(ii) f-Block: 4f and 5f series Electronic configuration, atomic and ionic radii, oxidisation states, formation of coloured compounds, formation of complexes, alloy formation. Lanthanoid contraction and its consequences. Chemical reactivity – with oxygen, hydrogen, halogen, sulphur, nitrogen, carbon and water. Actinoids - oxidation states and comparison with lanthanoids. 

(iii)Potassium permanganate: structure, shape, equation of extraction from pyrolusite ore, its oxidising nature in acidic, basic and neutral medium, use in redox titration. Oxidising nature in acidic [FeSO4, (COOH)2.2H2O, KI], basic (KI) and neutral (H2S) mediums to be done.

 (iv) Potassium dichromate: structure, shape, equation of extraction from chromite ore and its use in titration. Oxidising nature in acidic, basic and neutral medium, use in redox titration. Interconversion of chromate and dichromate ion (effect of pH).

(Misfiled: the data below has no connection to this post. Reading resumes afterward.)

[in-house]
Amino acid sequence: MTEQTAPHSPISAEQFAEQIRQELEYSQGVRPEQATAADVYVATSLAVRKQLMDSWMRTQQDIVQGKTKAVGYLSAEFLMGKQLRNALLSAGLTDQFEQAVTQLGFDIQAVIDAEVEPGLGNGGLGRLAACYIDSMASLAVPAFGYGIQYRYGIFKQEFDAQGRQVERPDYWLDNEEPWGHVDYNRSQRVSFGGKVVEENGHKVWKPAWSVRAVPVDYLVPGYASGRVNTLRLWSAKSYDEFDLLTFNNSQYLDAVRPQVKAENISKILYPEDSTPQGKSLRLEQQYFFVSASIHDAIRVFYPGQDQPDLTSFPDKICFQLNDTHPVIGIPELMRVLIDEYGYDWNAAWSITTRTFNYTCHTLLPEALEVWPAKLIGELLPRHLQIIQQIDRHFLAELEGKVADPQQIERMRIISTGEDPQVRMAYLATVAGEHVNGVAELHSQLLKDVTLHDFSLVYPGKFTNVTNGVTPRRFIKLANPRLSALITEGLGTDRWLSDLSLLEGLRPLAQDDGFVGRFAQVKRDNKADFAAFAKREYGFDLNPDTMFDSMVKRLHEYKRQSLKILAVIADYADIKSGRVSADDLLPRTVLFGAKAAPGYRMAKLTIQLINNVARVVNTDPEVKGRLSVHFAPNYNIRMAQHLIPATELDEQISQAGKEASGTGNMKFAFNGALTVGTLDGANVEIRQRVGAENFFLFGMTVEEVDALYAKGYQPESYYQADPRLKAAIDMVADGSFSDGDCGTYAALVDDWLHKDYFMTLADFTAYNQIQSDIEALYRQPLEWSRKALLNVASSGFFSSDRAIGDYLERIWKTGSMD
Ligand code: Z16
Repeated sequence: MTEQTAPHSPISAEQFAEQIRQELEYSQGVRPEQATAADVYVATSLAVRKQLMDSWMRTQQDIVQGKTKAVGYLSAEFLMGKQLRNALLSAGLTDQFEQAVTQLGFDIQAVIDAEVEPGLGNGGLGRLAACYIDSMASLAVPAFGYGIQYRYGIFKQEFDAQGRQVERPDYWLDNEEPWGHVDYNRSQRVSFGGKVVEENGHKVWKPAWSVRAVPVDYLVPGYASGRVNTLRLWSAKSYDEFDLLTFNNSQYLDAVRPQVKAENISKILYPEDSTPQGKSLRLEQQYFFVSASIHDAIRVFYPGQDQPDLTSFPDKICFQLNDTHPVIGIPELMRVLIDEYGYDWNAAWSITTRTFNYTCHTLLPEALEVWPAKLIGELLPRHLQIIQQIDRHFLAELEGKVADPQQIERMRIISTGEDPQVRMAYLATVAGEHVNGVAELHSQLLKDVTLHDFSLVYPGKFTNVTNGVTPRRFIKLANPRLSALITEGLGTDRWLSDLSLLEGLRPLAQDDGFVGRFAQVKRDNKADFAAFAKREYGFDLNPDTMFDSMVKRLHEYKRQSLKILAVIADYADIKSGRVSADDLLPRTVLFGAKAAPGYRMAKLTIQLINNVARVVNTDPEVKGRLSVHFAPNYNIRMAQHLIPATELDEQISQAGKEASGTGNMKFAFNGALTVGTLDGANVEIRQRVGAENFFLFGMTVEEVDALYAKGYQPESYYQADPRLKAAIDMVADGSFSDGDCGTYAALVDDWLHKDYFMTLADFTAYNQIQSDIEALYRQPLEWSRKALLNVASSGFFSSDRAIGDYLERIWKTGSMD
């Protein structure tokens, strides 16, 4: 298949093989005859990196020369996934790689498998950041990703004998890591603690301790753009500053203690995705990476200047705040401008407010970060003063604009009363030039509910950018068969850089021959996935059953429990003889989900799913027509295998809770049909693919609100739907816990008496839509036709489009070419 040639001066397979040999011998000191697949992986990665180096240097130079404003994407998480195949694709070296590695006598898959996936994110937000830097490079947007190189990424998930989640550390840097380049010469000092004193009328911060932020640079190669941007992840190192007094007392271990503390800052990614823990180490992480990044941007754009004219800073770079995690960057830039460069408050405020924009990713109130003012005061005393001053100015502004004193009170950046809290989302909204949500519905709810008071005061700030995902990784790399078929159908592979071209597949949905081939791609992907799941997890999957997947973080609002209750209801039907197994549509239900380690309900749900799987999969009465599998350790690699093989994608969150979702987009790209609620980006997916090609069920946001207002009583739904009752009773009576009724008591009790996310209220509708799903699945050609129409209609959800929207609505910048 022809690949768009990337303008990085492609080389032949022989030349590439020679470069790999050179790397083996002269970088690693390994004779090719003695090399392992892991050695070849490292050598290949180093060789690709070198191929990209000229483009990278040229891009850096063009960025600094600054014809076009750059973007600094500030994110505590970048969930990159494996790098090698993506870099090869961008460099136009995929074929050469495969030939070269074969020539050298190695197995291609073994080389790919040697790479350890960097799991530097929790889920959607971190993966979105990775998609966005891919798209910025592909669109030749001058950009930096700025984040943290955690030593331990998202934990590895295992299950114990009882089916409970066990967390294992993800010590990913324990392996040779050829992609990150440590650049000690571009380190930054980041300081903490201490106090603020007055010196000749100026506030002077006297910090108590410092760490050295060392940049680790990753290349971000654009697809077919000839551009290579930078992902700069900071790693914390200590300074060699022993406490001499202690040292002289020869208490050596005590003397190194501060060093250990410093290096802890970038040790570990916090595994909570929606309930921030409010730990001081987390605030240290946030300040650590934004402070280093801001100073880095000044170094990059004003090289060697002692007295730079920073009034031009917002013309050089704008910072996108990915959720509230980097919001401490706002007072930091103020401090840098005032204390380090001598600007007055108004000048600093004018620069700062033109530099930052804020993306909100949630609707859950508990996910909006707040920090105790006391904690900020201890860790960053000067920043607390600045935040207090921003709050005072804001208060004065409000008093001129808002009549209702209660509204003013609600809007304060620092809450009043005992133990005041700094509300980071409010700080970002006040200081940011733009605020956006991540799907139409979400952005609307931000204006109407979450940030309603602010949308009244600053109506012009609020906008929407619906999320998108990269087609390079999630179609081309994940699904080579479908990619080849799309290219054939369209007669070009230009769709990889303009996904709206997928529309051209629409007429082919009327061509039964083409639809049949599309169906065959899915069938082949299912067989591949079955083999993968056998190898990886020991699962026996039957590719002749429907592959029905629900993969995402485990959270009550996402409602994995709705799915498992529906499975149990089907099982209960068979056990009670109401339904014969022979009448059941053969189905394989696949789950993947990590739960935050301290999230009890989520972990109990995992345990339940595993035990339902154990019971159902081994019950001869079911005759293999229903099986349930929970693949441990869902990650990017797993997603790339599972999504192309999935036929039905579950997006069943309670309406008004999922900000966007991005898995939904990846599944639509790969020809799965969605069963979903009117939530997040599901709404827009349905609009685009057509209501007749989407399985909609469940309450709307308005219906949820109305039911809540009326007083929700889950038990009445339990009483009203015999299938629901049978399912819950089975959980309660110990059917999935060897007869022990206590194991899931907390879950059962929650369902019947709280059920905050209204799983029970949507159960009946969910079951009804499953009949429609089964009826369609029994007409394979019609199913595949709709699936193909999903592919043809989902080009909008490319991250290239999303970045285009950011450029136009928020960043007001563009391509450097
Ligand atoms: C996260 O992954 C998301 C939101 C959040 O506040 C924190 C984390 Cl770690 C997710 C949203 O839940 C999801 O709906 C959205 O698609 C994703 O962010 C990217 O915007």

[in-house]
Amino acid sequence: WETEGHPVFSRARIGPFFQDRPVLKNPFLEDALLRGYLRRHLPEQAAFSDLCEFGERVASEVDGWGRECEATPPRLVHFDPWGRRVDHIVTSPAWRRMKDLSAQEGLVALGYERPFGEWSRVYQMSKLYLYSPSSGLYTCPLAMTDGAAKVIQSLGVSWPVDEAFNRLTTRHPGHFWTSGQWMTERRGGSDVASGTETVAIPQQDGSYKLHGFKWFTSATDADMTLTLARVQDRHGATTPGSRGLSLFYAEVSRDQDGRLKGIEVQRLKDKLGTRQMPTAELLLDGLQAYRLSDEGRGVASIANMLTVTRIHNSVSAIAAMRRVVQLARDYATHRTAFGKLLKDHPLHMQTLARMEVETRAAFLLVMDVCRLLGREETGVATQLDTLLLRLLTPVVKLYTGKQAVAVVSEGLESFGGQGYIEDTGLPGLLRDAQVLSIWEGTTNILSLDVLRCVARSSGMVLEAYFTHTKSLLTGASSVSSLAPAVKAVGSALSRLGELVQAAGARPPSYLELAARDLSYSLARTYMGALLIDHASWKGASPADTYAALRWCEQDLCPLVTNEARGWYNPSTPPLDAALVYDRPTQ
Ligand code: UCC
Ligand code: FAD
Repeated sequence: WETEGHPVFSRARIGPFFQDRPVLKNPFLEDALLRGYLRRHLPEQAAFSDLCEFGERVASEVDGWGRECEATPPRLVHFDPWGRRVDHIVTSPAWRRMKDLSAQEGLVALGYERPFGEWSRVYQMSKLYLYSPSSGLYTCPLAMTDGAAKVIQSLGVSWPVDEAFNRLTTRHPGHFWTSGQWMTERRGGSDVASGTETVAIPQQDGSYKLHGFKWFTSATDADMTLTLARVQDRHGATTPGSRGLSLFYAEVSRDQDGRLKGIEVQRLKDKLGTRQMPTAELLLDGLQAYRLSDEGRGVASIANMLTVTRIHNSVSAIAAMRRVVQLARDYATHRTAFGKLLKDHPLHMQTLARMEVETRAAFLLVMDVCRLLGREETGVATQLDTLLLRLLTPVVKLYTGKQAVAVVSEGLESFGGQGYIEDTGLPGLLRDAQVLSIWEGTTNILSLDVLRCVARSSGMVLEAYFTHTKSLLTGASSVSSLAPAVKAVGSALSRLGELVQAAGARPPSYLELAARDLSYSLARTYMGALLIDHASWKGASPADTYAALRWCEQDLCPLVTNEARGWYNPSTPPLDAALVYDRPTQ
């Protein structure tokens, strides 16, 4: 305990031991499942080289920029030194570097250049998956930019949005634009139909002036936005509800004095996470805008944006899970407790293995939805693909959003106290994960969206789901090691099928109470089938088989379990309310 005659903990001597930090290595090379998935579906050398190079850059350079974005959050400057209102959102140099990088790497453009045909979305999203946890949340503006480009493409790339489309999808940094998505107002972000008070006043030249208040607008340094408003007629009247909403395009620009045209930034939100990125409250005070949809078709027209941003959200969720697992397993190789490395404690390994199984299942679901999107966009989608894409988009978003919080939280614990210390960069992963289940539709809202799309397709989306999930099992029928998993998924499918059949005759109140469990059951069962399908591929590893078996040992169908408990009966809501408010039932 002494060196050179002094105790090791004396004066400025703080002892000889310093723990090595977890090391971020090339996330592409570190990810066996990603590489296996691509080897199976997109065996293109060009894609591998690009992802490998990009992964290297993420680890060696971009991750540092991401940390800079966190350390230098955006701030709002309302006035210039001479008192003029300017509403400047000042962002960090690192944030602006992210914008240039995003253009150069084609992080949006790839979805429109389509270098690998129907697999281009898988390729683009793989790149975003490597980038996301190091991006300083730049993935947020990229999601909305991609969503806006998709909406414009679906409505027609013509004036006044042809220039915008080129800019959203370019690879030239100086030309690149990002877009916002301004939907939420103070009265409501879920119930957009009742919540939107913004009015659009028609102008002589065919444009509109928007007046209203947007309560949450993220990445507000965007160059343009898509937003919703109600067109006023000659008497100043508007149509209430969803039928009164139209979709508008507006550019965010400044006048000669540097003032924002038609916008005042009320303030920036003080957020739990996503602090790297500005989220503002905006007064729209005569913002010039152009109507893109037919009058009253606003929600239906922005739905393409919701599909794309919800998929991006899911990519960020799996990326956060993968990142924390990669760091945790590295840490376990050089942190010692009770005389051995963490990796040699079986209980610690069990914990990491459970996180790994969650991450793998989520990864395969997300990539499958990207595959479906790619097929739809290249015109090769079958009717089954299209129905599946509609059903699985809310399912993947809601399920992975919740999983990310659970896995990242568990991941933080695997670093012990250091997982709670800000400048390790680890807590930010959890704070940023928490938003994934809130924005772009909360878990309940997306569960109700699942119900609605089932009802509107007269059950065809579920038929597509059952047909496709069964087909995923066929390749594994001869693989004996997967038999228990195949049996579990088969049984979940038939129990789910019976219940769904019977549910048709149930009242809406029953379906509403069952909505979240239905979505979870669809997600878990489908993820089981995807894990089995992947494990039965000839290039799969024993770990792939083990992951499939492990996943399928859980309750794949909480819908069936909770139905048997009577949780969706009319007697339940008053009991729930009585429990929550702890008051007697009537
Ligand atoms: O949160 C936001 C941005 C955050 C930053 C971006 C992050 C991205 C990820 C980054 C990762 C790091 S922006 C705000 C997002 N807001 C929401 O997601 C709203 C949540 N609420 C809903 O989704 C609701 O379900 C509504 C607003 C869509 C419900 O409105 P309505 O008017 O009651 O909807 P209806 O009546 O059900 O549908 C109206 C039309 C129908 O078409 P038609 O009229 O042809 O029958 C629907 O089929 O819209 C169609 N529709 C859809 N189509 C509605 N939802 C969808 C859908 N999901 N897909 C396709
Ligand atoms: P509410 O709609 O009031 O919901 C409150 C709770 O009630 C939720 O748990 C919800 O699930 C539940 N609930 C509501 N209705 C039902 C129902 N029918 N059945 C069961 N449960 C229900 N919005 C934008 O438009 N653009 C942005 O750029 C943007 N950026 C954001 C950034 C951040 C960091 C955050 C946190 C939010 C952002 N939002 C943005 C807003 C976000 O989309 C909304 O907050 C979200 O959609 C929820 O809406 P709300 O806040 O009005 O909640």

5. Coordination Compounds

Concept of complexes, definition of ligands, coordination number, oxidation number. IUPAC nomenclature of mononuclear coordination compounds. Isomerism (structural and stereo). Bonding, Werner's theory, VBT and CFT. Colour, magnetic properties and shapes. Importance of coordination compounds (in qualitative analysis, extraction of metals and biological system). 

(i) Definition of coordination compounds / complex compounds, differences with a double salt, study of ligands – mono-, bi-, tri- , tetra-, penta-, hexa- and polydentate, chelating ligands, definition of coordination number, its calculation for a complex coordination sphere, study of oxidation state of an element in a complex, its calculation, IUPAC rules of nomenclature of coordination compounds. 

(ii) Isomerism – structural, stereo types and examples.